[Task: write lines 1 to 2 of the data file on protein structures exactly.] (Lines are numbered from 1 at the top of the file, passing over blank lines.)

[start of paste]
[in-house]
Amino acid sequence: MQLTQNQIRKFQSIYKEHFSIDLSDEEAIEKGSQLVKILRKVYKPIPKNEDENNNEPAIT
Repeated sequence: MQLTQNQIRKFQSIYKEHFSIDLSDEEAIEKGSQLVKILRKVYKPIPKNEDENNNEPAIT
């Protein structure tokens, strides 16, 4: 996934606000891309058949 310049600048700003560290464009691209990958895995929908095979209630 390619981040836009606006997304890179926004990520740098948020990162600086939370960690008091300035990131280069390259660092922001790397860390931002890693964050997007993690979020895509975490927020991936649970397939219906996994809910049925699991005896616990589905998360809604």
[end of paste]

[in-house]
Amino acid sequence: MQLTQNQIRKFQSIYKEHFSIDLSDEEAIEKGSQLVKILRKVYKPIPKNEDENNNEPAIT